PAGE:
Celluloid War Memorials
The British Instructional Films Company and the Memory of the Great War
- 339 Pages
The films made by the British Instructional Films (BIF) company in the decade following the end of the First World War helped to shape the way in which that war was remembered. This is both a work of cinema history and a study of the public’s memory of WW1.
By the early twenties, the British film industry was struggling to cope with the power of Hollywood and government help was needed to guarantee its survival. The 1927 Cinematograph Films Act was intended to support the domestic film industry by requiring British cinemas to show a quota of domestically produced films each year. The Act was not the sole saviour of British cinema, but the government intervention did allow the domestic industry to exploit the talents of an emerging group of younger filmmakers including Michael Balcon, Walter Summers and Alfred Hitchcock, who directed the most influential of these BIF war constructions.
This book shows that the films are micro-histories revealing huge amounts about perceptions of the Great War, national and imperial identities, the role of cinema as a shaper of attitudes and identities, power relations between Britain and the USA and the nature of popular culture as an international contest in its own right.
Celluloid War Memorials covers a fascinating subject and Professor Connelly reveals interesting and thought-provoking ideas about how the past – even the immediate past – is remembered and memorialised by individuals and society.Kathy Stevenson
Kathy Stevenson, The Western Front Association Stand To!, Number 11, May 2018
The Western Front Association Stand To!
This is a convincing and important contribution to the field . . . this promises to provide a depth to our understanding of the history and tradition of documentary in British film production at this time. I look forward to reading it when it comes out.Michael Hammond
Mark Connelly's Celluloid War Memorials is an indispensable addition to the field of British Film History and to Film Studies and History more broadly. The book is a landmark study of a British production company. But more than that, Connelly has written a book which productively connects industry, audience and cultural memory, and in the process provides an important piece of the puzzle that is the ever changing cultural memory of the Great War in Britain.’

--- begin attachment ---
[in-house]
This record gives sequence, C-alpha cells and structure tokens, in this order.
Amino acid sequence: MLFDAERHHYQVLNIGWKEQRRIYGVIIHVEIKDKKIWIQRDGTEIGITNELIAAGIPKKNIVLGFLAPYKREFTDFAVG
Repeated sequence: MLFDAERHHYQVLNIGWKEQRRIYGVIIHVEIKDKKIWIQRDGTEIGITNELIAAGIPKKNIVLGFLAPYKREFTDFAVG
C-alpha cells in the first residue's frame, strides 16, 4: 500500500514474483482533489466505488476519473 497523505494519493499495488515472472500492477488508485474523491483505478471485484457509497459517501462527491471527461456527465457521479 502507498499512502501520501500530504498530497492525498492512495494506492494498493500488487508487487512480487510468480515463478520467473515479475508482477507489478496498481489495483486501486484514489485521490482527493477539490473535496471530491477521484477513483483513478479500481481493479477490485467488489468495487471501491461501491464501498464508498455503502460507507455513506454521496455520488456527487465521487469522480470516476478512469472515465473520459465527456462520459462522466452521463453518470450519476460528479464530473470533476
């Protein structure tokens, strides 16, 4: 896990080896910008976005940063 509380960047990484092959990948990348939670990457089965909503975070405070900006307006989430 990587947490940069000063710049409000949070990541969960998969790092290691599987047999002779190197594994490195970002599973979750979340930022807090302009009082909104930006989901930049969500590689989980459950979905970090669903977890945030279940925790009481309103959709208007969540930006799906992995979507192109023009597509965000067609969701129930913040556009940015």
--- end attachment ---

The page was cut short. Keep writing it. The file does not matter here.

Michael Hammond, Department of Film Studies, University of Southampton
BIF [British Instructional Films] and their WW1 [World War 1] films have received little attention by scholars, despite their box office success and critical acclaim at the time of their release… the role of the films as a ‘surrogate language’ for veterans is particularly interesting and productive, as is the argument that the films might be understood as ‘celluloid war memorials’. The intention to concentrate on contexts of reception is particularly interesting in this regard and promises to offer a fresh insight into the productions.Lawrence Napper
Another major strength is the emphasis it places on the circulation of the films outside Britain itself, within the Empire and further afield. This really is original and has the potential to result in some ground-breaking work.’
Lawrence Napper, Film Studies Department, King’s College London
Forging an Identity: The Battle of Jutland (1921) and Armageddon (1923)
Twisting the dragon’s tail: Zeebrugge (1924)
Filming the holy ground of British arms: Ypres (1925)
Retreating to Victory: Mons (1926)
Praising the not-so-silent service: The Battles of the Coronel and Falkland Islands (1927)
Epilogue and conclusion
- 339 Pages